I am creating a user flow aka flow chart aka information flow chart using Balsamiq, not using Omnigraffle or other tools, for a mobile app. What is the proper term for this diagram?

See Gustav Shiring's Moodswings wireframes for reference.

Related UXSE question

  • I think it can be termed as interaction model – user39257 Dec 23 '13 at 14:40
  • An interaction model is certainly different from a flowchart. Not a definitive source, but some deeper reading into a proper interaction model can be found here: uxmatters.com/mt/archives/2012/01/… – Courtny Dec 23 '13 at 15:01

A flowchart is a flowchart regardless of which device it is viewed on.

enter image description here

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    Thanks. Is there a more specific term for mobile flowcharts with touch gestures incorporated e.g. tap and drag to show navigation drawer? – Danger14 Dec 21 '13 at 1:22
  • @Danger14 I'll see and get back to you! – Benny Skogberg Dec 21 '13 at 6:03
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    True @BennySkogberg, however the question isn't asking about flow charts viewed on mobile devices, he's asking about charts depicting the flow of a user through a mobile application (possibly as viewed on a mobile devices, but also possibly as viewed on a papyrus scroll or carved into a tree). – Erics Dec 21 '13 at 6:05
  • @Erics I must have misinterpreted "in Balsamiq for a mobile app" then, – Benny Skogberg Dec 21 '13 at 6:13

I believe I finally found the exact diagram and answers I was looking for. They're called mobile app visual flow charts.

Slight variation from flowcharts in @BennySkoberg answer.

Merging of wireframes with flows. As the above artifact mixes readable screens with flows or user actions, the element of time and narrative begins to emerge. Since the flow diagram is inseparable from the wireframe, it also saves the designer from the extra effort of synchronizing multiple documents.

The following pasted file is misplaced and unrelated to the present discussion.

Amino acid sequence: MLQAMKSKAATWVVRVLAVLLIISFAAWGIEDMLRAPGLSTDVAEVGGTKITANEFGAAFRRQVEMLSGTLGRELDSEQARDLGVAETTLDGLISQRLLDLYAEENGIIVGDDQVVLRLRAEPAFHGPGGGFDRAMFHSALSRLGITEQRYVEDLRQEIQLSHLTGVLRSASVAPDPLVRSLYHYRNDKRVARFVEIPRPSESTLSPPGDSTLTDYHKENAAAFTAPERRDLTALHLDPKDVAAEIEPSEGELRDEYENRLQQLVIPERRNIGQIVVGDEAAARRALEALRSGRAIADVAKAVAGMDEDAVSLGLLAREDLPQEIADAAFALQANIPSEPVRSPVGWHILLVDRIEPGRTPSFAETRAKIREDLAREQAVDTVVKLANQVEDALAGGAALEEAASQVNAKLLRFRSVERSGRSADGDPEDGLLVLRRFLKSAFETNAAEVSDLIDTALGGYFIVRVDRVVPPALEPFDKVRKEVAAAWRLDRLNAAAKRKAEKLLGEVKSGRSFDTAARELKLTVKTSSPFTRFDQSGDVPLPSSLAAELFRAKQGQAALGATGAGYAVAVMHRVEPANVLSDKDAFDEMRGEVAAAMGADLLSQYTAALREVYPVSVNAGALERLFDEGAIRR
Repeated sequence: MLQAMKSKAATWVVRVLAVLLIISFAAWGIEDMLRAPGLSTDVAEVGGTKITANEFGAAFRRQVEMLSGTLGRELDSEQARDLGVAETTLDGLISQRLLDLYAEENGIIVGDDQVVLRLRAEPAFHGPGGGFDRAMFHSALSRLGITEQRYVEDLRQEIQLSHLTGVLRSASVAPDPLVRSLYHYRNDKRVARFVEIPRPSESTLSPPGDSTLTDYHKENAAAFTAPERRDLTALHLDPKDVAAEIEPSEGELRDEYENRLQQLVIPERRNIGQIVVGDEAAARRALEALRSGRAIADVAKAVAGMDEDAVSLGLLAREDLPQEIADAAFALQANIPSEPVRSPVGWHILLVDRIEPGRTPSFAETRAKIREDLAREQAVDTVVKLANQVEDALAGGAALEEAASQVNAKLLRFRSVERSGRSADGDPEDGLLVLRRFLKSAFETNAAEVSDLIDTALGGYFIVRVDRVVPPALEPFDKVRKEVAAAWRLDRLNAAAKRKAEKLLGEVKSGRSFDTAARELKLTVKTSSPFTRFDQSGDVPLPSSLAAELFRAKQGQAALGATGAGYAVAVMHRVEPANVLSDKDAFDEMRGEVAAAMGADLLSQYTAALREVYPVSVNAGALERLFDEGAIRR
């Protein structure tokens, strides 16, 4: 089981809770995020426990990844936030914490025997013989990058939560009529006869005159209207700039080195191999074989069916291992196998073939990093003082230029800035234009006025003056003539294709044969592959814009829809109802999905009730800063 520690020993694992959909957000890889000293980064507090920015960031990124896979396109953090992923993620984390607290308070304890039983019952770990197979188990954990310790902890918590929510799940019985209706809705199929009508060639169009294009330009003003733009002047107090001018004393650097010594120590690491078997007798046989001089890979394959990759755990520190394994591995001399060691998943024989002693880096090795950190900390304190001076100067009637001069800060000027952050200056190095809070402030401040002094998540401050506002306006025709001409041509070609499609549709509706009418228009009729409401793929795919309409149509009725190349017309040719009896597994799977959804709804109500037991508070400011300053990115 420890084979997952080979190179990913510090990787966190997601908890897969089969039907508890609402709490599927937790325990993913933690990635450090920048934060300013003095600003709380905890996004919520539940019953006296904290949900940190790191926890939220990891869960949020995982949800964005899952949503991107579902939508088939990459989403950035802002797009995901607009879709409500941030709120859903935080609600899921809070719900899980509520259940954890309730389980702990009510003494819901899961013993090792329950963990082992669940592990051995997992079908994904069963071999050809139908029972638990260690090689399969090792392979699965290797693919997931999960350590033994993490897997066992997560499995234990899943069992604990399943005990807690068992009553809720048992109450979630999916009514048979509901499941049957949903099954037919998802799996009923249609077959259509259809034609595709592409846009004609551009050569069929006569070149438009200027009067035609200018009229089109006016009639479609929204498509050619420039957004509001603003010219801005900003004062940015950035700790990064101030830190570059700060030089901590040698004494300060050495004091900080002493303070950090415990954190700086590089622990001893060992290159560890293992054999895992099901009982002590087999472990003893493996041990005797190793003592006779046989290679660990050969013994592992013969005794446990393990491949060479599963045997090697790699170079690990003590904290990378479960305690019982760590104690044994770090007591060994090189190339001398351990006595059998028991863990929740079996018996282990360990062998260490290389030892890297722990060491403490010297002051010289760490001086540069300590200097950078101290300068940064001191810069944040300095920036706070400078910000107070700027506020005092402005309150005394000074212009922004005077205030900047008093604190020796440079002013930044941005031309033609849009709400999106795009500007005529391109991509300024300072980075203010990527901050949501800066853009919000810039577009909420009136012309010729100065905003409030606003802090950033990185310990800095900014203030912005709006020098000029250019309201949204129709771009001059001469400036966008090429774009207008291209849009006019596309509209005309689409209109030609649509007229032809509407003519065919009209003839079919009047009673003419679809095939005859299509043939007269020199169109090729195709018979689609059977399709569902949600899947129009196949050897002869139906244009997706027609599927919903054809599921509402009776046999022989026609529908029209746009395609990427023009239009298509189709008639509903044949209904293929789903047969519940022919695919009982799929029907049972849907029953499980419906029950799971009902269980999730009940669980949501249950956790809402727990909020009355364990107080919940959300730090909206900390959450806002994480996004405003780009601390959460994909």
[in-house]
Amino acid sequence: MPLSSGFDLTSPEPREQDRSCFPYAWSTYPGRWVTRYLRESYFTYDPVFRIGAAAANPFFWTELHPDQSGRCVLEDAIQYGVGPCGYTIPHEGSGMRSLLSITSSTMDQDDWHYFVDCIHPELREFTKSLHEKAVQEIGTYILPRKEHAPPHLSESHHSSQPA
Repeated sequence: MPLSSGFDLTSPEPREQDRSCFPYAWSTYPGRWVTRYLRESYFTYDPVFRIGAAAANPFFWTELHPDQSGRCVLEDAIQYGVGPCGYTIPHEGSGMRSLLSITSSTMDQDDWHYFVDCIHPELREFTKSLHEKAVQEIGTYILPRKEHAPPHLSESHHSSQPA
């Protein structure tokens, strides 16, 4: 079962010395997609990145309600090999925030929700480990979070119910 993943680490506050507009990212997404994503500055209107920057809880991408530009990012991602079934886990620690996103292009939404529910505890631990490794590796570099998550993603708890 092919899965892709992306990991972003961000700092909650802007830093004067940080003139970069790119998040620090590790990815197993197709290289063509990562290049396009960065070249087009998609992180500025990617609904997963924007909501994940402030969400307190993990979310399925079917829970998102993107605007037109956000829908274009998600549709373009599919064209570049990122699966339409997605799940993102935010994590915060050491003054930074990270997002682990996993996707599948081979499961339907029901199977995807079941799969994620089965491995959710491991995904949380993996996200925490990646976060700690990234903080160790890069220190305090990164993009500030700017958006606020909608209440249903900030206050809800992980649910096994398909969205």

Transition references. Although not visible in the sample, the blue circles are actual links to .mov files that show short video demos of the transitions. Wires plus video feels fresh!

Screen references. All of the screens have an ID tag, and occasionally actions lead to screen references instead of full screens – a way of reusing and again minimizing duplication efforts. Also each screen links to a folder with source PNG layout files.

Action references. Most user actions here also have an ID with a distinct style and can therefore also be referred to.

Starting Point. Since the canvas is quite large it has a clear starting point to guide the viewer.

Layout structure. In the top right of the canvas, the core structure of the layout along with some popular components are explained.

Toggle-able layers. Various information is kept separate on distinct layers and so that it’s possible to toggle it on and off for various audiences.

enter image description here

Screenshot taken from Anton Volkov's user flow chart on Wireframes Magazine.

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